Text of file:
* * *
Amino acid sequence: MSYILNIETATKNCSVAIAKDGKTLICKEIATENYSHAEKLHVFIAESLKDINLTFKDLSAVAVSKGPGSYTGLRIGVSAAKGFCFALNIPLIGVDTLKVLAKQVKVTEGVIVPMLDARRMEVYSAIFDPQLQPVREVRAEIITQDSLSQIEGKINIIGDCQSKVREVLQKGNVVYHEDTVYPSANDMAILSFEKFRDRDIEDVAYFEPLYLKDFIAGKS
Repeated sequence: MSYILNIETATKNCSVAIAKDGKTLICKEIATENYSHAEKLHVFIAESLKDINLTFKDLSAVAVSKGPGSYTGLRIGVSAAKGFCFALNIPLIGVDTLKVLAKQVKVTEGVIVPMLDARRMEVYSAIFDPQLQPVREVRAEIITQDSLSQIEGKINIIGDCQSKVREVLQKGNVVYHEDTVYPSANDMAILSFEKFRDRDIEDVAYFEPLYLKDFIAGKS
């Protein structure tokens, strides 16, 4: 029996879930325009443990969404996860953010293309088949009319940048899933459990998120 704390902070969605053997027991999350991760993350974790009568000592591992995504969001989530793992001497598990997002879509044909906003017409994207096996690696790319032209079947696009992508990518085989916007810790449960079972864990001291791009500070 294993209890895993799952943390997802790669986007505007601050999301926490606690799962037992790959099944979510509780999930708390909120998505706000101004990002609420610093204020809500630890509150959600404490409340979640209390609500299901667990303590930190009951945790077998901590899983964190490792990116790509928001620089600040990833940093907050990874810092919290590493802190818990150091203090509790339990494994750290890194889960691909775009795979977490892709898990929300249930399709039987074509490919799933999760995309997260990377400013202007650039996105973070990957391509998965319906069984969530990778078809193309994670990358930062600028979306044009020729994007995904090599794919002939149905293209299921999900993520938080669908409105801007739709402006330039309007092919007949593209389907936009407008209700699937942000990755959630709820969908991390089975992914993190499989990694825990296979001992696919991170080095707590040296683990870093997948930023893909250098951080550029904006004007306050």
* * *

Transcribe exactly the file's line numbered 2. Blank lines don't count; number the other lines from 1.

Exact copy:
Repeated sequence: MSYILNIETATKNCSVAIAKDGKTLICKEIATENYSHAEKLHVFIAESLKDINLTFKDLSAVAVSKGPGSYTGLRIGVSAAKGFCFALNIPLIGVDTLKVLAKQVKVTEGVIVPMLDARRMEVYSAIFDPQLQPVREVRAEIITQDSLSQIEGKINIIGDCQSKVREVLQKGNVVYHEDTVYPSANDMAILSFEKFRDRDIEDVAYFEPLYLKDFIAGKS